THEM: Do you ever doubt your salvation?
ME: Only on Sunday afternoons.
I believe once a person is saved they are sealed with the Holy Spirit of promise until the day of redemption. That once we are in Christ’s hands, we are in the Father’s hands, and nothing can pluck us out of that safe place.
I believe this and I believe I am one of the saved ones who can claim these promises. I believe this with all my heart. What the Bible says happens to believers; I’ve seen happen in me. I see a new life that would not be there otherwise. I have confidence that I will be made like Him when I see Him as He is.
Then there’s Sunday afternoon.
“Oh dear Lord, why does nothing happen? Why is everyone asleep? Why does it appear as though the Holy Spirit has nothing to do with anything I’m doing in this church? Why does no one hear anything except my illustrations? The questions people come up with; I didn’t even remotely touch on anything their questions had to do with. What sermon are these people hearing? And then there was that illustration I used and I probably said too much and I know what’s-her-name is going to write me an email about my word choice there. And beforehand, I totally botched that handshake greeting thing with the guy who gets ticked off about everything. Where were all the people today? That’s three weeks in a row the Jones family has been gone. I suppose they’ve left the church. Again.”
Even worse is that now, thanks to social media, I can totally find out what the people were doing during church. They were with their families. They were on a trip with their drinking buddies. They were sleeping. They were doing a Bible study and gaining way more insight than they would have at church, of course.
My own family forgets what I said in the car on the way home. My kids are arguing. My wife is complaining. There are fourteen questions about the coming week’s schedule and who needs to be where when. “Oh and don’t forget, you need to decide what we’re doing in three weeks for that thing.” No pause. No reflection. Just forget and push on to the important stuff.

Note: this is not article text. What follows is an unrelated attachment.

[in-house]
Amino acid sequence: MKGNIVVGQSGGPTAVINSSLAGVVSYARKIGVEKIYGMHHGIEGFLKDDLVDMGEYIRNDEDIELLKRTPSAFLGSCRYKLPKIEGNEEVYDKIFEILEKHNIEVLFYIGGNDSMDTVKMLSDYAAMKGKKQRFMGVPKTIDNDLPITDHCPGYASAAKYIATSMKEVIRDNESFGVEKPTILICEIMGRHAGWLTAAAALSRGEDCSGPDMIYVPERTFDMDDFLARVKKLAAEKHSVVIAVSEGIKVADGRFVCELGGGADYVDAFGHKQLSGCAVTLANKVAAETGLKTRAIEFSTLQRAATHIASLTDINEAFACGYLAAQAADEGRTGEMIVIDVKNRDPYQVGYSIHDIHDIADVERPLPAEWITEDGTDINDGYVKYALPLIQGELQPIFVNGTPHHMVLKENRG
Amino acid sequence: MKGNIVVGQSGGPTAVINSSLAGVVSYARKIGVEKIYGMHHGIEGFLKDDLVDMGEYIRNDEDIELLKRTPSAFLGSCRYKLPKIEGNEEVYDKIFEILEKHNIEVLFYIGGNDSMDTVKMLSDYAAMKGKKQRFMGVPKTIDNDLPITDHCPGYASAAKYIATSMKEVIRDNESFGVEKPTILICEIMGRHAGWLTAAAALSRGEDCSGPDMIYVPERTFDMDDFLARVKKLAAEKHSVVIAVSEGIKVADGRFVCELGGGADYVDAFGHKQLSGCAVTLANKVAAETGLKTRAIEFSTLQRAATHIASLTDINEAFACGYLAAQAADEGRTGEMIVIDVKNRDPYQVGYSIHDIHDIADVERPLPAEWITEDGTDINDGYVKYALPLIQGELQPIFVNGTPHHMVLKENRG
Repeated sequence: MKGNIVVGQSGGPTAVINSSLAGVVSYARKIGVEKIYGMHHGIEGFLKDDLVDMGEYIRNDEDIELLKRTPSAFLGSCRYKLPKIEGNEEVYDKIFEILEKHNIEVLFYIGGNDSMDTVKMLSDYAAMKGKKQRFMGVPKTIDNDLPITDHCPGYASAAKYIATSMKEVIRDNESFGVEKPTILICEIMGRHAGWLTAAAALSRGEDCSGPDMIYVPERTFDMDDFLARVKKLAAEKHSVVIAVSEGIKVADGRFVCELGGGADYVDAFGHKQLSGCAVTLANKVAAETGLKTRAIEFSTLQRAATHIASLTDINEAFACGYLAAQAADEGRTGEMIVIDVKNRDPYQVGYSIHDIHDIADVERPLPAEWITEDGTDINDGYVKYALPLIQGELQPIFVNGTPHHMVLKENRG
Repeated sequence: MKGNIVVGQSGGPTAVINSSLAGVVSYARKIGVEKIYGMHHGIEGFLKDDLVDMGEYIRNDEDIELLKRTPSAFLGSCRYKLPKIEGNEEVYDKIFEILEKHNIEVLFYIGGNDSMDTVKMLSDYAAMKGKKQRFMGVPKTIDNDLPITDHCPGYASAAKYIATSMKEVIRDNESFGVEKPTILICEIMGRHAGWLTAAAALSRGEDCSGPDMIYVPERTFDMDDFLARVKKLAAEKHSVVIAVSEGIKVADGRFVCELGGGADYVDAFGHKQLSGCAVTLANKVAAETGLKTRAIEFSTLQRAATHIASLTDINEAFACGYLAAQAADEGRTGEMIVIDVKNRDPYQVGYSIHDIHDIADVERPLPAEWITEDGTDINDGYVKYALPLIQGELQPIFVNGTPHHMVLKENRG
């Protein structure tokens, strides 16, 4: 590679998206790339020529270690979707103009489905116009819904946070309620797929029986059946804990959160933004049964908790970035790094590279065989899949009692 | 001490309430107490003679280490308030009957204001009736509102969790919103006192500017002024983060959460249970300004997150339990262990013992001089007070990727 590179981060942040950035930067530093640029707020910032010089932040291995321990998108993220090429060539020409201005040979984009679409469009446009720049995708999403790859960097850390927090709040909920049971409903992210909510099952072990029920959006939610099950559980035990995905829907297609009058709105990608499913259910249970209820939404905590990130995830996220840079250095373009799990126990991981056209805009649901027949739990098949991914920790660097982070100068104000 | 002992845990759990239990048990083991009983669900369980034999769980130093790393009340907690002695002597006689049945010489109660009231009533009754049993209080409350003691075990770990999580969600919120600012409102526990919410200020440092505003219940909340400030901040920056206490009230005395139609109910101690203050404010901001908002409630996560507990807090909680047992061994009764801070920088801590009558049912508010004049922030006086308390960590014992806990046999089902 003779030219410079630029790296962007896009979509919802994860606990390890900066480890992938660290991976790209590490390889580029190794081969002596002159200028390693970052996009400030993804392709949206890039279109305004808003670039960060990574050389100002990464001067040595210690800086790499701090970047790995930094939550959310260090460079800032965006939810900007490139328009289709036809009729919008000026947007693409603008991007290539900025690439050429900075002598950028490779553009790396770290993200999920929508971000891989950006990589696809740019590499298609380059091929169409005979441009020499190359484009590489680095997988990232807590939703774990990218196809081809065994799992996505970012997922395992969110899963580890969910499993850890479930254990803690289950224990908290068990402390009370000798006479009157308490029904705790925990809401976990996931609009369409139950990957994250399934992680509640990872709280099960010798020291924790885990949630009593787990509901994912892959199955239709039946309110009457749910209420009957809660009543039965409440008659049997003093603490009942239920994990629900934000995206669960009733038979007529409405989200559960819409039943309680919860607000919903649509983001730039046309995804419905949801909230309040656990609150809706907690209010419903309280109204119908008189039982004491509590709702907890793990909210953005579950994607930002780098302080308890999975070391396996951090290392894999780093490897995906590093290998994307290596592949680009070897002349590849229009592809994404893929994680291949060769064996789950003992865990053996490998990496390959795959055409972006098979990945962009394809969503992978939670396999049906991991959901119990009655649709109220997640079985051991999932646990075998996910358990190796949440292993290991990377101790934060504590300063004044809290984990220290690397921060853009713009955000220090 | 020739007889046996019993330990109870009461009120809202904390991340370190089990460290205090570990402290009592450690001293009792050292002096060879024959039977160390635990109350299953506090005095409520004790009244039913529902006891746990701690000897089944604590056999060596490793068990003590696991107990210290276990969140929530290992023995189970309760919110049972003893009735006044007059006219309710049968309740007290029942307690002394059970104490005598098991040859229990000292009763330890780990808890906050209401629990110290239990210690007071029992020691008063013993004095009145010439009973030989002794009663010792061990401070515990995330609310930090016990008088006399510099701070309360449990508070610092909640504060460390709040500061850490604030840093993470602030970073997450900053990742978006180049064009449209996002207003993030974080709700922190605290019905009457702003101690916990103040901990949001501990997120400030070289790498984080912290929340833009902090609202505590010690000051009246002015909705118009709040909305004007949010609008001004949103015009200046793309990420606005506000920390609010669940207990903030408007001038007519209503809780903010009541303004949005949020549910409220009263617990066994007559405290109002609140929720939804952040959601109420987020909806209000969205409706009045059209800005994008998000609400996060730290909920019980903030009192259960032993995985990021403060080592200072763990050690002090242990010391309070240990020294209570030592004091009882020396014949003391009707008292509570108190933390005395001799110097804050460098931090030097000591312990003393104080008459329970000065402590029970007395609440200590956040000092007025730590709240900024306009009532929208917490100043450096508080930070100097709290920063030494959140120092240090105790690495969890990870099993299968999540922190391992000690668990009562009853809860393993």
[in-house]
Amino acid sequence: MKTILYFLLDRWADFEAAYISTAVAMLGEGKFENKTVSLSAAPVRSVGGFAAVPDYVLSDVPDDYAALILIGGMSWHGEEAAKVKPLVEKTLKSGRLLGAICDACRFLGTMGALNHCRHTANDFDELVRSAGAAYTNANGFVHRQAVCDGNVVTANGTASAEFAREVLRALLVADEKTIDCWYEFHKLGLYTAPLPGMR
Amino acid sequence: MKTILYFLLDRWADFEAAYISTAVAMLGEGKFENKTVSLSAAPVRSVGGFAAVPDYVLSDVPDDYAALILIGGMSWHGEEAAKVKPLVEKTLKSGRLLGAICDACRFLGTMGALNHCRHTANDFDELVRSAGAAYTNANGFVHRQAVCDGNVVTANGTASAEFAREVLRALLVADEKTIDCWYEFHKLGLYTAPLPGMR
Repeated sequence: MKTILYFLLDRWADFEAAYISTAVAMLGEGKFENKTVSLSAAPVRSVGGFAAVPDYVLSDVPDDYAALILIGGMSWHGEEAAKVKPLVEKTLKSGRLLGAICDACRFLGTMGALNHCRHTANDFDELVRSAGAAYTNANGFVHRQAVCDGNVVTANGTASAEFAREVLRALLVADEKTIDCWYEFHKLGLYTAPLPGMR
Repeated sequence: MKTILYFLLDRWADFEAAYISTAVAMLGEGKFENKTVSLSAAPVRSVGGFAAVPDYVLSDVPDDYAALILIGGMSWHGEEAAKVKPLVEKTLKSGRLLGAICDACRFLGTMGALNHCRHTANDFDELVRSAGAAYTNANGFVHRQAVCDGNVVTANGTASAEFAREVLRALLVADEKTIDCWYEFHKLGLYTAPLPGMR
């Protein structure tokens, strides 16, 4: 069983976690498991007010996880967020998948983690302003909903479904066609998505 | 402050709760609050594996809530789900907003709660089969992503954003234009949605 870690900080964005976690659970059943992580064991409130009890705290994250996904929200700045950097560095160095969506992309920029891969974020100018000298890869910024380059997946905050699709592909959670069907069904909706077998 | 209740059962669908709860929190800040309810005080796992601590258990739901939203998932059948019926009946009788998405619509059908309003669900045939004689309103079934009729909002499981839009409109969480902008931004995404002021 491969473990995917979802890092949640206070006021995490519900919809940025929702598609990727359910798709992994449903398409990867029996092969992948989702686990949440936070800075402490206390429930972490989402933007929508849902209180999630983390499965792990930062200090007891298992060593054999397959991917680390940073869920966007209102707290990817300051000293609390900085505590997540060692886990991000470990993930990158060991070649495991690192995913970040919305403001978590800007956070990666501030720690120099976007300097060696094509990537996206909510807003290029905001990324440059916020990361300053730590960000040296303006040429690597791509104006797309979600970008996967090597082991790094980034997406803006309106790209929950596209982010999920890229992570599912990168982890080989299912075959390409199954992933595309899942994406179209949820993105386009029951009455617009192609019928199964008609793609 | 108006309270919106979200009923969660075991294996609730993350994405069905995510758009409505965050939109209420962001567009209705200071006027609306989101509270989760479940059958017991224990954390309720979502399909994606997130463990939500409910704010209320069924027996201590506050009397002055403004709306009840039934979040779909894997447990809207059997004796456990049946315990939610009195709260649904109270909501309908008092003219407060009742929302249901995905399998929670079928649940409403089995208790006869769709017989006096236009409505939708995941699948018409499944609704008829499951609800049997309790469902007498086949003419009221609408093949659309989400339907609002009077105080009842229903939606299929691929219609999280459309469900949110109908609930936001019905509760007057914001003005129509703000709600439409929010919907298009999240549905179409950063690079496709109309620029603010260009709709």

All afternoon I ponder the poor ways I said things, the points I forgot to make, the responses I should have had to people, and all the regrets and missed opportunities. No one calls. No one writes. No one texts. No one has any change or curiosity about anything remotely spiritual. Just back to the stuff. I’m tense. I’m frustrated. I’m depressed. I’m annoyed. I’m drained. And no one cares.
Why do I even do this? To all discernible evidence I am wasting my time here. Check the want ads. Update the resume. Nope, don’t qualify for anything. I have no experience, no training, no education anyone is interested in. Guess I have to do this another week.
Bedtime mercifully comes and I drown out the day and meld into Monday. Another week.
I don’t doubt my salvation on a personal level. The only time I doubt my salvation is when I pay attention to what people in my church are doing. Then I can only conclude I’m a complete waste of skin as a believer, as a pastor. The only time I doubt my salvation is when I see how fruitless and pointless my “ministry” is.
Not interested in help or lectures. I don’t want pity. Just explaining Sunday afternoons. Been doing it for almost 20 years now. I know I’m saved. I know the answers to my issues. I know them because I rest on them every week.
But Sundays are brutal.
How long wilt thou forget me, O Lord? for ever? how long wilt thou hide thy face from me. How long shall I take counsel in my soul, having sorrow in my heart daily? how long shall mine enemy be exalted over me?
2 thoughts on “Sunday Afternoons Are Brutal”
I understand you’re not interested in help or lectures, but I’d like to address what you wrote in this post, because I believe that you, and I, and countless others may be struggling & suffering due to the same root cause.
I’m convinced that the ultimate calling of God upon the lives of believers is to PUT OFF Adam… PUT ON Christ… and live in the Spirit resulting in the bearing of fruit unto the praise and honor of God.
The Word, along with Christian history testify to this.
Although I’ve had some tastes of this “exchanged life”, it PALES in comparison to the massive amount of my Christian life that I’ve lived in the flesh, including presently.
Understand, my life in the flesh is rather “nice” and tame compared to the world’s version, BUT, it is still living in Adam, not in Christ.
You may agree. You may not. But do consider this as a possible (likely?) root of your anguish and heavy dissatisfaction.
I know it’s the root cause of mine.
I agree that this is part of the equation. My personal failures reduce fruitfulness, both when I do what is wrong and when I simply don’t do what is right.
In the Body of Christ, many members in one body, each member must admit the same thing. Everyone in my church does wrong and doesn’t do what is right.
There is also the idea that the prophets, apostles and Jesus Christ Himself APPEAR to have little fruit as well. The great cloud of witnesses joins in the chorus too.
In the end, God sets it all on fire, precious metal endures and there will be reward, if not in this life, then in that which is to come.
There are many factors contributing to lack of fruit. The inability to see fruit is also up there.